So because the only way to get all of them.
Yeah we’re all wife’s is from Northern California and so you know she came here with me I’m so proud of me and says I’m like the fact that there’s no trees and so we’re going to go to beach yourself and three feet of snow that we got this winter hasn’t helped anyone.
Well good luck.
Iraq war veteran and soon to be Illinois graduate Johnny Watts He currently serves as president of Allied Veterans here on campus I talked with him yesterday here in our studios. If you’re a recent veteran and you made the transition from combat to campus give us a call tell us your story eight hundred two two two nine four five five is our number you can also drop us an e-mail will dash talk at Illinois dot edu or tweet us at Focus five eighty. Nicholas Osborne is assistant dean of students services and director of the veterans programs at the University of Illinois Urbana campus. He joins us now by phone from his office here and Nick welcome to focus. Thank you it’s good to talk to Johnny what you just heard there you know he talked about he first got to campus he struggled a little bit Academically I was sort of finding his his way here now of course he’s heading off to California is going to be a great job with a high tech company out there at the begin the show we referenced the report in the Student Veterans of America it shows that he had essentially you know roughly a little bit of a fifty fifty chance of graduating. What kinds of things what kind of support to make the difference for veterans like him when they get to campus here.
To great question and it’s a question that colleges and universities across the country and at conferences we’re all putting out on the table and I think one of the most important things is coming into a welcoming community. For all students but particularly for veterans who have had a break from being out of high school for a while and then coming in and often times having a sense of intimidation I haven’t taken a math class in years I haven’t written a paper in years that break of education can also manifests a lack of confidence and so I think that coming in and knowing that there is a central office available to them as well as peers that they can relate to and as Johnny touched on being nontraditional and having these very unique experiences that community peace is so fundamental in some leg and you could hear Weezer talk it made a big difference once he identified that peer group once you figure it out and gain that confidence again. It made all the difference absolutely in the bonds in the military are so strong that many students in my own military journey as well is that when you leave the military you do feel that that you are leaving behind a pseudo family or a brotherhood or a sisterhood and we want to replicate that as much as possible for incoming veterans .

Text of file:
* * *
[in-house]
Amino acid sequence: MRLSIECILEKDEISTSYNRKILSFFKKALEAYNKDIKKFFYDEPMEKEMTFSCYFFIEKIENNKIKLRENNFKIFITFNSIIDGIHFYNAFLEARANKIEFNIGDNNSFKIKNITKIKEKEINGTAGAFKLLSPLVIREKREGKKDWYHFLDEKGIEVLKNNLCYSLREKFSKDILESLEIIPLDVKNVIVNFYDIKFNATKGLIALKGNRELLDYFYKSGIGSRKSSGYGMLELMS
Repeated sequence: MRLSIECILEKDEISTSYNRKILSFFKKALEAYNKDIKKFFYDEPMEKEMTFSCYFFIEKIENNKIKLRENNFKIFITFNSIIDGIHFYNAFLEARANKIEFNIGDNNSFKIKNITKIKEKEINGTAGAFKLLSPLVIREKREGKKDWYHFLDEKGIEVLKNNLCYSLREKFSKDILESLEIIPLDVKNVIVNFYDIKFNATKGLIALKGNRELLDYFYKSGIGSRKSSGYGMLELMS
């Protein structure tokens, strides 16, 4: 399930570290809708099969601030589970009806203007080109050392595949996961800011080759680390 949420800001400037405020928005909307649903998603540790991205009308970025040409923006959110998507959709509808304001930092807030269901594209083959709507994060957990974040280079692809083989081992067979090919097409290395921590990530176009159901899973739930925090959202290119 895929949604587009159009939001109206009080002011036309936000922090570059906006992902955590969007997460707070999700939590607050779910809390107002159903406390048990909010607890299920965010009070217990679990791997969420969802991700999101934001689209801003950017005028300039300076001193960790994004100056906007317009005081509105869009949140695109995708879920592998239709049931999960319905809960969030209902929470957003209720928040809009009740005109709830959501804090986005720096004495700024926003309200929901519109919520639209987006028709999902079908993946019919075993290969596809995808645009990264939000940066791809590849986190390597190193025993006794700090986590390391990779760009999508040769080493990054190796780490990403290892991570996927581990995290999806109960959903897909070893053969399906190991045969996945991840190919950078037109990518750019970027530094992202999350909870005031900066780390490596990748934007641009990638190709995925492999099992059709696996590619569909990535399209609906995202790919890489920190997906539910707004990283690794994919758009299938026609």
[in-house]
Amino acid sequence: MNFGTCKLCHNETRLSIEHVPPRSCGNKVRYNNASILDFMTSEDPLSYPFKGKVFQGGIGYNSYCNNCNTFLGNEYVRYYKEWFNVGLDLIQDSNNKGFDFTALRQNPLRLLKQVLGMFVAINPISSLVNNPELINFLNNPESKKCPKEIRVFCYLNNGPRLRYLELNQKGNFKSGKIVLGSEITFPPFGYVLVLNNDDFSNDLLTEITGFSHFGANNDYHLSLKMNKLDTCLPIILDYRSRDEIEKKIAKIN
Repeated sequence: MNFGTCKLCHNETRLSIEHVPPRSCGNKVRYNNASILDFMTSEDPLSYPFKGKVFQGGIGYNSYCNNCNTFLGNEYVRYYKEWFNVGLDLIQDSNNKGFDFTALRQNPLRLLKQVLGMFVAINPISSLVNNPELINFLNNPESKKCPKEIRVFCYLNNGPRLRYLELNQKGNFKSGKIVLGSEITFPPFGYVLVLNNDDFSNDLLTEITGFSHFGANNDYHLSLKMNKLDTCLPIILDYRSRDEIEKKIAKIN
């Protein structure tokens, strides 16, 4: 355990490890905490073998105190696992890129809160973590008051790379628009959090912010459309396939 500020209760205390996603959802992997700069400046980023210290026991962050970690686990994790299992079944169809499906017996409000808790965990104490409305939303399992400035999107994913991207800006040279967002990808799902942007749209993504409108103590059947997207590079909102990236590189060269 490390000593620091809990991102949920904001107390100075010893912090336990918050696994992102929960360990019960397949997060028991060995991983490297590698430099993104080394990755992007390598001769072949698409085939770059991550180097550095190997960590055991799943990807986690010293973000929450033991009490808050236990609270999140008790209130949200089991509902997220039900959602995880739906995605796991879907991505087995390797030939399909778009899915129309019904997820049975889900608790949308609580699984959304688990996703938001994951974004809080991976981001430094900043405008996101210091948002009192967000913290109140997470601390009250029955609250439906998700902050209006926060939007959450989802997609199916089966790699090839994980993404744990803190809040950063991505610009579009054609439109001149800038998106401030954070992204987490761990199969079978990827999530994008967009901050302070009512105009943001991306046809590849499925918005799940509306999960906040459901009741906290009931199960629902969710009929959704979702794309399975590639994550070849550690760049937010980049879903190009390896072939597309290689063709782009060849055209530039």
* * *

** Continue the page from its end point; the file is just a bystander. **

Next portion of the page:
So one of the things are you working on here on campus to help ease that transition.
So we have a very strong relationship with the student veterans group the align our veterans and I make contact with all incoming veterans prior to their physical arrival on campus and you see all meet with them for coffee to to find out more about their personal story as well as any sort of support resources we can put in place before the rush of classes start we have a mentoring program where we’ll match an incoming Veteran up with a student veteran who’s been on campus for a while it’s very similar to a sponsored program in the military and we have just different events orientation specifically for veterans and things like that throughout the semester.
Well when you first meet with students who you meet with and actually before with student veterans before they even get here on campus in the what are you telling them what kind of things you’re looking for.
I typically And this is the tricky part but I typically want to find out what their fears and anxieties are coming in and that’s an interesting piece of military culture because the military for many of us teaches us from day one that you don’t talk about your problems you don’t burden people you’re part of a team. So they get them to sort of comfortably what I call remove their social armor and say you know what I’m feeling some anxiety about math or I’m not really feeling like I jive with some of the civilian students here because I’m I’m older or I have these different unique experiences or like Johnny said I’m married and I’m managing a family as well. So getting a sense of what they’re coming in with and and reassuring them and also reiterating the different services we have on campus as well as within the community and just starting to shift that culture a little bit too.